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State AG Says Washington Localities Can Ban Pot Stores

Washington state cities and counties can weed out pot stores even though voters approved them in a referendum, the state attorney general said Thursday.

Attorney General Bob Ferguson wrote in a formal legal opinion (.pdf) that the 2012 ballot initiative legalizing possession of up to an ounce of pot for recreational use -- known as I-502 -- neglected to specify that statewide marijuana regulations would trump local laws.

Dozens of Washington municipalities, including major cities like Walla Walla and Yakima, have already adopted measures to snuff out marijuana growing operations, processing facilities and retail shops.

The State Liquor Control Board, which was put in charge of marijuana regulations, sought the AG's opinion to clear up who had the final say -- the state or local authorities. It said the state law was intended to ease access to regulated pot statewide so users wouldn't be driven to the black market.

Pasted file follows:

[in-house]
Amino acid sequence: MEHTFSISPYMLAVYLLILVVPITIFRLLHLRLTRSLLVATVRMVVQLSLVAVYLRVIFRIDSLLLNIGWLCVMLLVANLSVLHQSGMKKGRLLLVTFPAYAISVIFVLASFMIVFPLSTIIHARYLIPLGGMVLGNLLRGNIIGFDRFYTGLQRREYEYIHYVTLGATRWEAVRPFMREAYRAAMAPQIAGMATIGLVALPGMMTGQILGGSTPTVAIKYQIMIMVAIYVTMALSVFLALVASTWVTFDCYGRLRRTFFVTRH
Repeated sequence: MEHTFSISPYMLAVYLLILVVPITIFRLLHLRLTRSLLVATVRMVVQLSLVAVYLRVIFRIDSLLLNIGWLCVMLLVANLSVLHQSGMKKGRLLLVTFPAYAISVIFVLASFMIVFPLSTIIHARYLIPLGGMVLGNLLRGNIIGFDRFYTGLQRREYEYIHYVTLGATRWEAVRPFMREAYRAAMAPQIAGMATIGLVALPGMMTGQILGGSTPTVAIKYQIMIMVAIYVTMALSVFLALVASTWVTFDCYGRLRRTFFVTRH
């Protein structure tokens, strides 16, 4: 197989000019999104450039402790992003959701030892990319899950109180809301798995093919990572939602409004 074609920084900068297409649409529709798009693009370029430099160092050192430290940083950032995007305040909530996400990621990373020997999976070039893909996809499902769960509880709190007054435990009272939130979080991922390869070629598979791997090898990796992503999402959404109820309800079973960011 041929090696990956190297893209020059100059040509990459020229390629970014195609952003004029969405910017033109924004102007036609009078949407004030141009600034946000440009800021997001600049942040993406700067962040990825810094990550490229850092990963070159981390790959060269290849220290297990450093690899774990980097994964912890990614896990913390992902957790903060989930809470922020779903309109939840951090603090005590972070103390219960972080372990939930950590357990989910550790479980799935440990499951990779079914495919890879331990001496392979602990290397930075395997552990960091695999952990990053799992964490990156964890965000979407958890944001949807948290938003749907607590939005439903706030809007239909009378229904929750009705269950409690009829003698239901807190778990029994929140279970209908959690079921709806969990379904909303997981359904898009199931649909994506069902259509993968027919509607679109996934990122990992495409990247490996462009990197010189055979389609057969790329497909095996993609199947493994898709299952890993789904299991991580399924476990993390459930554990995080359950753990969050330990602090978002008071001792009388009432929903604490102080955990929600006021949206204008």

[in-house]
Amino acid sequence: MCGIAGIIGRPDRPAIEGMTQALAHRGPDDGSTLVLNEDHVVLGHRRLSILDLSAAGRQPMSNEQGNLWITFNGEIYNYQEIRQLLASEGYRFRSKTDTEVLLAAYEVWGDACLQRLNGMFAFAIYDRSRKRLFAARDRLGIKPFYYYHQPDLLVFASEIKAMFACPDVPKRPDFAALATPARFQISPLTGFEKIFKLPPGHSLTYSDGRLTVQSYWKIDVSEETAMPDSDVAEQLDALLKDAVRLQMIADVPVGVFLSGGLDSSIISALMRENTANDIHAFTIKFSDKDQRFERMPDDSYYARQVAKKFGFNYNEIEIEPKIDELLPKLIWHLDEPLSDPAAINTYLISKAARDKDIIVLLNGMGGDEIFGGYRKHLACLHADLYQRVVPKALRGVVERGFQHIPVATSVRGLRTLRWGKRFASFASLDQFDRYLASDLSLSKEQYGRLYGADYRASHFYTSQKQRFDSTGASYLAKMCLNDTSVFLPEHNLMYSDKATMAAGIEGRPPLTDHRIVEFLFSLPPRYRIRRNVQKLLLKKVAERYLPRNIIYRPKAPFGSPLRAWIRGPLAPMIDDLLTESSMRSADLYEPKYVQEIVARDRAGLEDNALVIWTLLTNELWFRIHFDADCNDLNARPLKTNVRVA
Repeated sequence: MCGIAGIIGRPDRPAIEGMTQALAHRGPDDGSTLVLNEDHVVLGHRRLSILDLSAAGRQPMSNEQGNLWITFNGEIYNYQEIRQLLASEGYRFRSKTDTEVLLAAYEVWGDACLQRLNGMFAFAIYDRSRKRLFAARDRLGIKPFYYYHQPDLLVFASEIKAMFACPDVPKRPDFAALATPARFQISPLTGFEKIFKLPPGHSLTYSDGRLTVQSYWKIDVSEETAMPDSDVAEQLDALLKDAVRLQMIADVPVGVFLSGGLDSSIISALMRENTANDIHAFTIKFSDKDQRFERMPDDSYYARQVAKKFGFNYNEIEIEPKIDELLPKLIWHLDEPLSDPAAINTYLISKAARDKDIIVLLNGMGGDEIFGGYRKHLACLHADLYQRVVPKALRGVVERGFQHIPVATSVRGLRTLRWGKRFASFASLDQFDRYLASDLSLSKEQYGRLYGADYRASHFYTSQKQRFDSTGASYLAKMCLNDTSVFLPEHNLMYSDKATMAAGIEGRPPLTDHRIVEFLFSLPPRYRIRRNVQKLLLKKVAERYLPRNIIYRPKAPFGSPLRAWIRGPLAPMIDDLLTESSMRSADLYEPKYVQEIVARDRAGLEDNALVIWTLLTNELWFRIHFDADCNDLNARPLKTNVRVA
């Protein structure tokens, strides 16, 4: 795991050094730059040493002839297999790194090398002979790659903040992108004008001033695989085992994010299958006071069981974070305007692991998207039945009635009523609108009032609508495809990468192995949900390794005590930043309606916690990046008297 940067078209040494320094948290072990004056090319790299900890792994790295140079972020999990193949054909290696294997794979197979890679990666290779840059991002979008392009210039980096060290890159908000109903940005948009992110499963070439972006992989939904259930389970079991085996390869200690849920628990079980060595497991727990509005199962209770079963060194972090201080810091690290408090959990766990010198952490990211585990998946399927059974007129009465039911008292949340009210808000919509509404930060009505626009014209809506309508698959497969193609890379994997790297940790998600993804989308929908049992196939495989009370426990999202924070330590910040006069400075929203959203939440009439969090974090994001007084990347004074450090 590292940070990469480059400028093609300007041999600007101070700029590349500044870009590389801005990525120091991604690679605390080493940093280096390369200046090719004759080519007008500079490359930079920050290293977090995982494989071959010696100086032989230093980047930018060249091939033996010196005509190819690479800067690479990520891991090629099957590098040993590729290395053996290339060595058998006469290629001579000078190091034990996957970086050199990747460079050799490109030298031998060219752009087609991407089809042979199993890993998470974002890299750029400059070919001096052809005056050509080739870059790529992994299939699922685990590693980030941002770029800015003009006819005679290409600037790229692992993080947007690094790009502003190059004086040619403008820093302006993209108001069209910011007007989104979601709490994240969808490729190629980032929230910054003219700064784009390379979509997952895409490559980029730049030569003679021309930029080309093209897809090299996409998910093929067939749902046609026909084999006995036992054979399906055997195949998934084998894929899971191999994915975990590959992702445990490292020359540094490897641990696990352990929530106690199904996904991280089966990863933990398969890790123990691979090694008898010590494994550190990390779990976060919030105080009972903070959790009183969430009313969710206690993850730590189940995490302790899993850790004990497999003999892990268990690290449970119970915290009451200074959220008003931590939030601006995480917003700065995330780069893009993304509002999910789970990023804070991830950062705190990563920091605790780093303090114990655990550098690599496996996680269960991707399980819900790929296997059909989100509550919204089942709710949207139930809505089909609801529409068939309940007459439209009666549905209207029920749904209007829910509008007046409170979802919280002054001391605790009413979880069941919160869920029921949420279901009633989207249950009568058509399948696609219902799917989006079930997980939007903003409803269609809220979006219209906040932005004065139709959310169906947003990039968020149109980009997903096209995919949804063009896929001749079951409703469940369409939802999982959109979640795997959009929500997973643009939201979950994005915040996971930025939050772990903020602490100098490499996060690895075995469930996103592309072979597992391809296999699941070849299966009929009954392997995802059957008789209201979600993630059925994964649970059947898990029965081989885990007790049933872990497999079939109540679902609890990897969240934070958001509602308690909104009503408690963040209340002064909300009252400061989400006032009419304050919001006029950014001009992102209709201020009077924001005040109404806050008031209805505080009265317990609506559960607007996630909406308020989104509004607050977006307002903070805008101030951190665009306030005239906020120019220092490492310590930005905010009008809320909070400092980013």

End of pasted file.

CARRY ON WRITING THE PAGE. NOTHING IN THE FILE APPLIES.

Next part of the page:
But Ferguson said Thursday that because the initiative's sponsors failed to explicitly declare that it would supersede local regulations, "normal powers of local governments to regulate within their jurisdictions" remained in place.

The chief author of I-502, Alison Holcomb, director of criminal justice programs for the American Civil Liberties Union of Washington, bluntly told NBC News, "I think the attorney general got it wrong."

Holcomb said it would have been redundant to say state law was the law statewide, because the initiative specified that the liquor board had the authority to provide "adequate access to licensed sources" of marijuana.

"If the counties are allowed to ban the stores, that directly conflicts with the statute's requirement that there be adequate access," she said.

In the attorney general's words, however, the answer is simple: "If the Legislature wants to change that, it can amend the law," he said in a statement accompanying his opinion. And at least 10 legislators are trying to do just that.

The House members introduced a bill Wednesday that would require cities and counties treat marijuana business, including retail stores, just like any other business that wants to set up shop.